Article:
Hundreds of nurses and other healthcare professionals took to the streets in different parts of the UK on Saturday to demand fair pay for the state-funded National Health Service (NHS) staff, who have been hailed as heroes for their work during the coronavirus pandemic. Most public sector workers, including doctors, are set to get an above inflation pay rise backdated to April this year after the government announced the pay hike last month. But this would not include more than 1 million NHS staff such as nurses, cleaners and care assistants who are on a different kind of contract.
Protest organisers from the umbrella group NHS Workers Say No To Public Sector Pay Inequality said they refuse to accept government plans to exclude them from the public sector pay increase and want to be heard. “We are feeling undervalued, demoralised, overworked and exhausted. We have lost colleagues to COVID-19 and the fight is not over,” they said in a statement.
Unions are demanding the Conservative Party-led government undertake a review of all pay in light of the pandemic, which had led to a country-wide clapping for medics and carers every Thursday in appreciation of their hard work. “In a decade of Tory austerity, NHS staff has seen their pay cut by 20 per cent in real terms — and no amount of Thursday evening clapping and warm ministerial words can compensate for this dramatic loss in income,” said Unite union’s national officer for health Jackie Williams.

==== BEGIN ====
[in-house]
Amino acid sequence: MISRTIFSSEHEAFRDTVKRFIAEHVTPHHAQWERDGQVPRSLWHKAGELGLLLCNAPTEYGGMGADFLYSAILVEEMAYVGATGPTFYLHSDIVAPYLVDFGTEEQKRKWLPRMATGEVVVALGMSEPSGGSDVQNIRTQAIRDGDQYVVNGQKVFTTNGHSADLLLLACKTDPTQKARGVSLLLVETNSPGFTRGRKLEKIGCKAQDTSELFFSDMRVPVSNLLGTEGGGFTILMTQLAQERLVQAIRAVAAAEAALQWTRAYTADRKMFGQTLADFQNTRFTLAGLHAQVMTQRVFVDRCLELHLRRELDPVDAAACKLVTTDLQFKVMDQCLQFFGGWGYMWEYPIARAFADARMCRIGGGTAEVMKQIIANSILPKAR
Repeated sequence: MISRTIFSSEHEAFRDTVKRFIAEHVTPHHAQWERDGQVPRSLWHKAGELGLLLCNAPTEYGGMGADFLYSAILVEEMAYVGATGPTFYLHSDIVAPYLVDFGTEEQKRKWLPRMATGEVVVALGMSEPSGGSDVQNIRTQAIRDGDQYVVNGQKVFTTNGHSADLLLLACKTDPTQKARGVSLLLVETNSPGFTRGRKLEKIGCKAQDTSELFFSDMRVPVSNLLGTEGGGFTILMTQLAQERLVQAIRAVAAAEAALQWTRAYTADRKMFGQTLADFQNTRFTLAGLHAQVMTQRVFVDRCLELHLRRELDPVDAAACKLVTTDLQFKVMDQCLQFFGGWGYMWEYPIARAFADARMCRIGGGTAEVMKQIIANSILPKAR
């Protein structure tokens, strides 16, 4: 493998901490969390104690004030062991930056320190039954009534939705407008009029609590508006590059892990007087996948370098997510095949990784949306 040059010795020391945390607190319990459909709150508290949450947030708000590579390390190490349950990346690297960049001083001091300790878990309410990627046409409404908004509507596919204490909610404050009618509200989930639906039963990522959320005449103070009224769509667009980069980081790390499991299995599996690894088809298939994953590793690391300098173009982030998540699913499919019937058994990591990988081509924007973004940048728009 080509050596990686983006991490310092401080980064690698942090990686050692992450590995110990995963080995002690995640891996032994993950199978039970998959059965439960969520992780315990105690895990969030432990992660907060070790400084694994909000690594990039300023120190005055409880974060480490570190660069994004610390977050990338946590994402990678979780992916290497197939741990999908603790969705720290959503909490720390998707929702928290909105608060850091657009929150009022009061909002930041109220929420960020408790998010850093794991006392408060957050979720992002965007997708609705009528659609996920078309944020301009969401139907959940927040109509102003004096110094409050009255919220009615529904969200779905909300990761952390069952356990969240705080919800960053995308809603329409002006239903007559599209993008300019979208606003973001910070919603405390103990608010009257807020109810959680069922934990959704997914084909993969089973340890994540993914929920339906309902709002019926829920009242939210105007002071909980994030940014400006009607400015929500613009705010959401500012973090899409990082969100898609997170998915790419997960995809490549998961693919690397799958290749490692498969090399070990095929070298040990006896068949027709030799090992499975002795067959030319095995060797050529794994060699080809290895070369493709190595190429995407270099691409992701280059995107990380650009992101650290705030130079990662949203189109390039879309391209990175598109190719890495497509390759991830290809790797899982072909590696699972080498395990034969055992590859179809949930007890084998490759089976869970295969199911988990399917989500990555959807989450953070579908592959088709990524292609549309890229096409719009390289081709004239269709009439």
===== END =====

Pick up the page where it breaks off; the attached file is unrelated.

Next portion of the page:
“The government has rejected an opportunity for a meaningful thank you that could have addressed the 20 per cent cuts in pay inflicted since 2010 – small wonder then that there are now 44,000 nurse vacancies,” said Dr Tony O’Sullivan, co-chair of Keep Our NHS Public. The protesters, shouting slogans for fair pay and carrying a large banner reading “End NHS pay inequality, together we win”, marched through central London on Saturday to Downing Street for a planned rally in Parliament Square nearby.
The Metropolitan Police said it had a policing strategy in place to cover the protests. Around 30 other demonstrations have been organised in towns and cities across the UK including in the cities of Cardiff, Edinburgh, Liverpool, Newcastle and Sheffield.
The British Medical Association (BMA) and other medical groups have offered their support to the healthcare staff. “We support NHS staff in calling for fair pay today. Our members and colleagues have worked long hours without proper protection, demonstrating unbelievable resilience and determination – the government must recognise this by paying us fairly,” the BMA said in a statement.